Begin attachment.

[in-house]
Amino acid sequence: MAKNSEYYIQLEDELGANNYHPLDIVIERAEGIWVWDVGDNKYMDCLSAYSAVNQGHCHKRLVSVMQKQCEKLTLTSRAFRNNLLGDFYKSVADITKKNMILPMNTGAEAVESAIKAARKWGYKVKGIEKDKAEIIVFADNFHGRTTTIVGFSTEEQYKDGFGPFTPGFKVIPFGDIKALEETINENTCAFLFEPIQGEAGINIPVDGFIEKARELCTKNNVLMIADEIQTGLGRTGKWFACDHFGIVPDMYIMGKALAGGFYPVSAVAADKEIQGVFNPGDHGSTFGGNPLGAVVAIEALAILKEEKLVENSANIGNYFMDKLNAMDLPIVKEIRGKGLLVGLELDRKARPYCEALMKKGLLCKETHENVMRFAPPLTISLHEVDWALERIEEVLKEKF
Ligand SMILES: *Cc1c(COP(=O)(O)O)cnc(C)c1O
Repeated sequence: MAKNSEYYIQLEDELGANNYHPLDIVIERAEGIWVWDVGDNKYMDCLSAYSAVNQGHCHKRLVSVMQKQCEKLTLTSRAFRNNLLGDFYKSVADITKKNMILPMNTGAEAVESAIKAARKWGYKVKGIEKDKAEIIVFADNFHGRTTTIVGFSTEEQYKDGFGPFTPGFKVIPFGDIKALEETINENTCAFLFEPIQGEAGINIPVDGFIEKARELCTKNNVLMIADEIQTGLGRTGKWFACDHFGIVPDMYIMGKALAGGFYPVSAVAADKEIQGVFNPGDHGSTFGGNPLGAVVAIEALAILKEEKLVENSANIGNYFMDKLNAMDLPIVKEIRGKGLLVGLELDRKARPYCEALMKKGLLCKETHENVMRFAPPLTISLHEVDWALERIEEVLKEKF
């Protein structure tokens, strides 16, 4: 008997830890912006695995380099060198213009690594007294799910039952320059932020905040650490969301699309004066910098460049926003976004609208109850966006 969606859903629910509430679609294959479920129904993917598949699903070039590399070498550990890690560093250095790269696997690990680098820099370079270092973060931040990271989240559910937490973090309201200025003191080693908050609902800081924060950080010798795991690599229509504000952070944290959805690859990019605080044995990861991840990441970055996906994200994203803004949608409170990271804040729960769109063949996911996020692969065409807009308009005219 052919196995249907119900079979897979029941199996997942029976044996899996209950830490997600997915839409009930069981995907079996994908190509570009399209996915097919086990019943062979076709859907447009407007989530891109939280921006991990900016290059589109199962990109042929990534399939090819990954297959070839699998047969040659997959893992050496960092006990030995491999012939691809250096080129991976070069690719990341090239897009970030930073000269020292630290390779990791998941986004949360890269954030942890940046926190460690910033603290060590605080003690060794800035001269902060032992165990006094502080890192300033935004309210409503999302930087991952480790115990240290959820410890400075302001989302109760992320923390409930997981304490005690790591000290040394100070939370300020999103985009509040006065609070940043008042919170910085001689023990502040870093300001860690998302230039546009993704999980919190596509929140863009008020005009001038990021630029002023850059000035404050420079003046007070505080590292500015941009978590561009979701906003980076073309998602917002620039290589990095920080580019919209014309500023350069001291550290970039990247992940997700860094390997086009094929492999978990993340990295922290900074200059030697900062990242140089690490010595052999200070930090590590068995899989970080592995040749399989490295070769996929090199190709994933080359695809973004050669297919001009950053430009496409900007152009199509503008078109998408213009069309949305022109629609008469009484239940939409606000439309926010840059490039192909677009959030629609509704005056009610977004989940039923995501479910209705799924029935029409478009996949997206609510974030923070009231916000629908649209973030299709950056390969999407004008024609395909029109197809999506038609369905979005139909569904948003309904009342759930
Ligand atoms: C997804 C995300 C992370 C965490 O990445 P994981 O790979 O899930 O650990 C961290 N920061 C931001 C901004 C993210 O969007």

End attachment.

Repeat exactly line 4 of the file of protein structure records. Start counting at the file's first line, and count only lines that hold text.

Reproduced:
Repeated sequence: MAKNSEYYIQLEDELGANNYHPLDIVIERAEGIWVWDVGDNKYMDCLSAYSAVNQGHCHKRLVSVMQKQCEKLTLTSRAFRNNLLGDFYKSVADITKKNMILPMNTGAEAVESAIKAARKWGYKVKGIEKDKAEIIVFADNFHGRTTTIVGFSTEEQYKDGFGPFTPGFKVIPFGDIKALEETINENTCAFLFEPIQGEAGINIPVDGFIEKARELCTKNNVLMIADEIQTGLGRTGKWFACDHFGIVPDMYIMGKALAGGFYPVSAVAADKEIQGVFNPGDHGSTFGGNPLGAVVAIEALAILKEEKLVENSANIGNYFMDKLNAMDLPIVKEIRGKGLLVGLELDRKARPYCEALMKKGLLCKETHENVMRFAPPLTISLHEVDWALERIEEVLKEKF